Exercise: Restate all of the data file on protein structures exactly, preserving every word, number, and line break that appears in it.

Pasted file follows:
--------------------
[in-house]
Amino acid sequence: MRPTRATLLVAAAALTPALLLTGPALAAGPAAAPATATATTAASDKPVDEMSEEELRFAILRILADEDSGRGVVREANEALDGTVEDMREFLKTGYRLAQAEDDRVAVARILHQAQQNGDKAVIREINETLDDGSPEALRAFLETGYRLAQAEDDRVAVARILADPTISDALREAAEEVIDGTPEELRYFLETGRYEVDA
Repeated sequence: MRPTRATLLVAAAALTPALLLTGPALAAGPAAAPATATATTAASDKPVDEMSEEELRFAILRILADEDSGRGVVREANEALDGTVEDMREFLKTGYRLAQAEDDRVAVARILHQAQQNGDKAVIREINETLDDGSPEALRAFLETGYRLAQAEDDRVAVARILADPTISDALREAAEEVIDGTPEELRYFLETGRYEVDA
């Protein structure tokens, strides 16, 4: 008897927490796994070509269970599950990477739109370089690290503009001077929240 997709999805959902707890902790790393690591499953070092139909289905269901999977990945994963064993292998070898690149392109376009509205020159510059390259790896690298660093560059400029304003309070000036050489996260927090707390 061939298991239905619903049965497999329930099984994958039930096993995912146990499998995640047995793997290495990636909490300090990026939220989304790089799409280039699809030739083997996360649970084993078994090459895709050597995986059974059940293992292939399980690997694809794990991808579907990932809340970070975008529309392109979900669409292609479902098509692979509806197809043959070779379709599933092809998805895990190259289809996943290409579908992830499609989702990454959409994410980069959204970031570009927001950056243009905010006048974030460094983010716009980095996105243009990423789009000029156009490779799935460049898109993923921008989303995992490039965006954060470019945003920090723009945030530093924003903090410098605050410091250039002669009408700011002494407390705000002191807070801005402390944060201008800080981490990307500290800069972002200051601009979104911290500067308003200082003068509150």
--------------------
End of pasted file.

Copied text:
[in-house]
Amino acid sequence: MRPTRATLLVAAAALTPALLLTGPALAAGPAAAPATATATTAASDKPVDEMSEEELRFAILRILADEDSGRGVVREANEALDGTVEDMREFLKTGYRLAQAEDDRVAVARILHQAQQNGDKAVIREINETLDDGSPEALRAFLETGYRLAQAEDDRVAVARILADPTISDALREAAEEVIDGTPEELRYFLETGRYEVDA
Repeated sequence: MRPTRATLLVAAAALTPALLLTGPALAAGPAAAPATATATTAASDKPVDEMSEEELRFAILRILADEDSGRGVVREANEALDGTVEDMREFLKTGYRLAQAEDDRVAVARILHQAQQNGDKAVIREINETLDDGSPEALRAFLETGYRLAQAEDDRVAVARILADPTISDALREAAEEVIDGTPEELRYFLETGRYEVDA
């Protein structure tokens, strides 16, 4: 008897927490796994070509269970599950990477739109370089690290503009001077929240 997709999805959902707890902790790393690591499953070092139909289905269901999977990945994963064993292998070898690149392109376009509205020159510059390259790896690298660093560059400029304003309070000036050489996260927090707390 061939298991239905619903049965497999329930099984994958039930096993995912146990499998995640047995793997290495990636909490300090990026939220989304790089799409280039699809030739083997996360649970084993078994090459895709050597995986059974059940293992292939399980690997694809794990991808579907990932809340970070975008529309392109979900669409292609479902098509692979509806197809043959070779379709599933092809998805895990190259289809996943290409579908992830499609989702990454959409994410980069959204970031570009927001950056243009905010006048974030460094983010716009980095996105243009990423789009000029156009490779799935460049898109993923921008989303995992490039965006954060470019945003920090723009945030530093924003903090410098605050410091250039002669009408700011002494407390705000002191807070801005402390944060201008800080981490990307500290800069972002200051601009979104911290500067308003200082003068509150």